The last decade has brought huge advances in Artificial Intelligence (AI), with academic research, billions of pounds in investment and rapid business adoption. Unfortunately, this rise is increasingly met with doom and gloom. Expert warnings focus on job losses, with as many as 40 per cent of jobs estimated to be at high risk of automation. Celebrity tech leaders like the late Stephen Hawking and Elon Musk have even cautioned us to prepare for a wider existential threat to humanity. Our current pandemic-driven economic woes will only intensify this alarmism.
The reality is that AI has huge potential to transform our lives for the better, and in many areas is already helping. One software solution I worked on first-hand is now improving anti-money laundering checks at several banks, combatting organised crime. Elsewhere we all use AI daily to access more personalised entertainment, especially now we are stuck at home. AI is also critical to new innovations, from accelerating the discovery of new vaccines, to the development of driverless cars, both of which could save millions of lives.
As for the impact on jobs, the most likely outcome is positive. In the new report released by the Adam Smith Institute, “These are the droids you’re looking for”, I critically examined the forecasts and make the case for optimism. The “expert” projections can seem highly precise when expressed numerically and reported as fact, but they vary dramatically. Small tweaks to many of these models can produce wildly different results. Some academics have even felt it necessary to respond to exaggerated headlines, clarifying that their analysis doesn’t necessarily translate to job losses nor provides timelines.
There have been concerns about the impact of new technology on jobs for centuries. Yet automation has typically created more jobs than it destroyed, boosted productivity and increased our purchasing power. Many are guilty of the Luddite fallacy: assuming that robots and workers are competing for a fixed number of jobs in a static economy. The reality is that innovation drives economic growth and new, usually better, jobs are created.
Rather than blocking progress, we should position to become world leaders in AI, boosting our economic recovery in the process. As for jobs, we should focus our attention on proactively helping out those who lose out or are otherwise displaced. This is the official strategy of most governments in the developed world, but vague pronouncements and half measures will not deliver the goods. Fortunately the 2020 Global AI index being launched next week shows the UK punching above its weight in third place, but they warn that our lead is slipping.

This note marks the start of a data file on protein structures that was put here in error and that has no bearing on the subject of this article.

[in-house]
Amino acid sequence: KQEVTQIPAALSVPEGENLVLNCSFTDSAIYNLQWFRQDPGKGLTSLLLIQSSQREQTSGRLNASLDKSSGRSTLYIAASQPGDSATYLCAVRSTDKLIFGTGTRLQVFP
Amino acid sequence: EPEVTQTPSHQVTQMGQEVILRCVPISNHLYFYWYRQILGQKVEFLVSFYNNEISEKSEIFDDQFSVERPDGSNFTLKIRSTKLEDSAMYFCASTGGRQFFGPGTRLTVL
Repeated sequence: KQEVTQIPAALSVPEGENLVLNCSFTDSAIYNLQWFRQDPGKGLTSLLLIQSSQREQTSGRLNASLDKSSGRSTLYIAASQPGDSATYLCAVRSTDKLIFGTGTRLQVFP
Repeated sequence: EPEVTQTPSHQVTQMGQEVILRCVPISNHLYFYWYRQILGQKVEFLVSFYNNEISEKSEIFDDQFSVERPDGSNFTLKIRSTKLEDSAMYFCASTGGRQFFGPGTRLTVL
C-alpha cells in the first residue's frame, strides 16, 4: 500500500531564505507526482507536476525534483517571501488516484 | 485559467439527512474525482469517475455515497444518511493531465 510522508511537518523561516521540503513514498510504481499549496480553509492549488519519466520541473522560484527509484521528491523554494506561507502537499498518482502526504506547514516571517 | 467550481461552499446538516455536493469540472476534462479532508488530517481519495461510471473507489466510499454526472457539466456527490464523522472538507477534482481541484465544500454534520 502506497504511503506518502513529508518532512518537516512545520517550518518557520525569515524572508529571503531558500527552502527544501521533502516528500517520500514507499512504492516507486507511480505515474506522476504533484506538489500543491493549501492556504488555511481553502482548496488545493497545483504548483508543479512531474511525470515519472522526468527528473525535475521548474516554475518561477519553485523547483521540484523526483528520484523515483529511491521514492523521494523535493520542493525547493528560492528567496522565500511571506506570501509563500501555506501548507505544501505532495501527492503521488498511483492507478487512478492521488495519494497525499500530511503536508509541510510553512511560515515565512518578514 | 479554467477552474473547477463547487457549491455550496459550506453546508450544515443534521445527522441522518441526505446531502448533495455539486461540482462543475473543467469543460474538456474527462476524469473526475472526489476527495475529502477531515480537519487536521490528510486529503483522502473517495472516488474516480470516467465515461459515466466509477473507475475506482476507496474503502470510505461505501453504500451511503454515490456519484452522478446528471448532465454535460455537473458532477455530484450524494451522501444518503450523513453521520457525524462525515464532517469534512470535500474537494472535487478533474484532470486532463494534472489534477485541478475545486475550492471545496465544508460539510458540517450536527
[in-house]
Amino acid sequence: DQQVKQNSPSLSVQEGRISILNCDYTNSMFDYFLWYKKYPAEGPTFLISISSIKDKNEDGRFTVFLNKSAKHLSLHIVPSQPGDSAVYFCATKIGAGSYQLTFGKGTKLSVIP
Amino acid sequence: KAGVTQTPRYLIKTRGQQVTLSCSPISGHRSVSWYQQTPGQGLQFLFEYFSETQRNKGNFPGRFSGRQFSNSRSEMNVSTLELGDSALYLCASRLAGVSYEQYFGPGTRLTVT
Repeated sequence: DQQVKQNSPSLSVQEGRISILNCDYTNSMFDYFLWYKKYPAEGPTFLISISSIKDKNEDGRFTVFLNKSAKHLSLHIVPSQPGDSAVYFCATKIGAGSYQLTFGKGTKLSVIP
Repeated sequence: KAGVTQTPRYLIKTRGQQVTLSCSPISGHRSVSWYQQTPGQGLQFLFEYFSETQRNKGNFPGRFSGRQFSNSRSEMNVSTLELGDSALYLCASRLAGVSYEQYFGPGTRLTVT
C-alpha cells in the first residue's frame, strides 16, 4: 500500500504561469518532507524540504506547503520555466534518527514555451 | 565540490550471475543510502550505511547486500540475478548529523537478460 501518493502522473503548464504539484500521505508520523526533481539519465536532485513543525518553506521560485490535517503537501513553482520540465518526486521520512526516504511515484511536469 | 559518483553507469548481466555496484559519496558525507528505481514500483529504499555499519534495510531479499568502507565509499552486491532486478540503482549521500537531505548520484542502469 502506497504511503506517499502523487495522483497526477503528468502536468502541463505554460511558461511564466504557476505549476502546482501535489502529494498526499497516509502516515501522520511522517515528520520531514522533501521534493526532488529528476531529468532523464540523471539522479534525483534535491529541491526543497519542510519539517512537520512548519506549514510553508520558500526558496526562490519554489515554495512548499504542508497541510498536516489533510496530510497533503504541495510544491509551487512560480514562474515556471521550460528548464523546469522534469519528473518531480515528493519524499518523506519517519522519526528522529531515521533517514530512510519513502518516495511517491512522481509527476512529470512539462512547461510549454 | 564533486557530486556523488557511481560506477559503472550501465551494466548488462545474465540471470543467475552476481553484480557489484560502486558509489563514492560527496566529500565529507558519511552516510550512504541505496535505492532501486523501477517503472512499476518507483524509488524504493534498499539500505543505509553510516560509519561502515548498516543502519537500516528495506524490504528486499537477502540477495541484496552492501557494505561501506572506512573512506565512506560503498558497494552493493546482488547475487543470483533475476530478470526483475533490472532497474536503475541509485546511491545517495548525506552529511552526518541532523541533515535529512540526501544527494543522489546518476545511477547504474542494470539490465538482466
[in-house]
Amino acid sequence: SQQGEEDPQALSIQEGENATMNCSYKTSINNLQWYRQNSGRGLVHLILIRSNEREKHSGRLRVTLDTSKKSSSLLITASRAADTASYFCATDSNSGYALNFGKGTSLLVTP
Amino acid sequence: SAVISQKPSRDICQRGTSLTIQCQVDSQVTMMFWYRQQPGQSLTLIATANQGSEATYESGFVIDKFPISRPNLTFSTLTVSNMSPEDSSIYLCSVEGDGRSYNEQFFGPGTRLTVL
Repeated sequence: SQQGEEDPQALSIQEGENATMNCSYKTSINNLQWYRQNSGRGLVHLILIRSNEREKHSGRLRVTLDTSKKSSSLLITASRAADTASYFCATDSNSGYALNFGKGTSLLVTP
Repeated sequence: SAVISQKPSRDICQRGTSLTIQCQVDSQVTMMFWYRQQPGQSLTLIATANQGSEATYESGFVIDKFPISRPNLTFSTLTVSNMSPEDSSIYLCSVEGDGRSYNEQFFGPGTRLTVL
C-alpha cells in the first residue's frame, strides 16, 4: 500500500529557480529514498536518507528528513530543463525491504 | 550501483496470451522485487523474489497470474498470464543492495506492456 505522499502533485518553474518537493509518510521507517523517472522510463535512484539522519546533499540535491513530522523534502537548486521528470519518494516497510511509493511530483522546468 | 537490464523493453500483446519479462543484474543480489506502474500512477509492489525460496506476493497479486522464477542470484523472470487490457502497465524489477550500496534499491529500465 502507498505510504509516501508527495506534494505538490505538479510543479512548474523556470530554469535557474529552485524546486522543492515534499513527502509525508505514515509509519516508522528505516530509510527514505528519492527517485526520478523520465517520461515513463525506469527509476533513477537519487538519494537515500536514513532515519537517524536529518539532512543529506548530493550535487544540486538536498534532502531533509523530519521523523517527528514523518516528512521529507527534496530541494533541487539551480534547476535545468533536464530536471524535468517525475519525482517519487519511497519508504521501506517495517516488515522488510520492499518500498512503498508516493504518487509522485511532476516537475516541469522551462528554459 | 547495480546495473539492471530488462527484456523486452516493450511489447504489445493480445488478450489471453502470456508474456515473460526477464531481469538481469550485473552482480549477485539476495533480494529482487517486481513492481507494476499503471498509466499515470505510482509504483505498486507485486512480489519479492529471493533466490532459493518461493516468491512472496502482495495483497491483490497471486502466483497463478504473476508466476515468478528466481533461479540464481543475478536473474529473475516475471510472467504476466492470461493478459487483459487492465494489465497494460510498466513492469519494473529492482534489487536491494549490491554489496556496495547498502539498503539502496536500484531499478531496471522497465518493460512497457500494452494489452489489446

For all his controversy, Dominic Cummings understood the importance of AI and was a proponent of developing the UK’s tech ecosystem. One hopes his departure will not dilute No10’s resolve. The UK needs a joined-up and radical programme extending across regulation, research and development, welfare and taxation.
The Government’s announcement last week of a dedicated AI centre is positive, but there is more work to be done. Our report recommends that the Government set up a £5 million “Office for Removing Barriers to Artificial Intelligence” (ORBI). The Office would remove impediments to artificial intelligence and make permissionless innovation the legal default. In an environment that helps facilitate entrepreneurship, regulation should address harms (protect data, maintain privacy, stop discrimination, etc.) but always be guided by balanced cost-benefit analysis.
The Department Work & Pensions should also set aside £1 billion from its £175 billion budget to fund policy experiments, so we can help those genuinely in need. We need to find better solutions for sustained joblessness, regardless of AI’s impact. We could test policies like Finland’s proposal for a lifelong learning voucher scheme or conduct trials of a Negative Income Tax, enhancing the current system of benefits provided under Universal Credit.
Populist policies like Robot taxes and draconian prohibitions should be rejected. They are poorly conceived, would hinder progress, and would be ineffective in a globalised economy where others are hungry to embrace the rewards of technology.
Change can be scary and it is important we address the public’s legitimate concerns. The path to prosperity gives confidence about jobs, preventing a misguided backlash, while also providing the environment in which positive innovation can flourish.
James Lawson is a Fellow at the Adam Smith Institute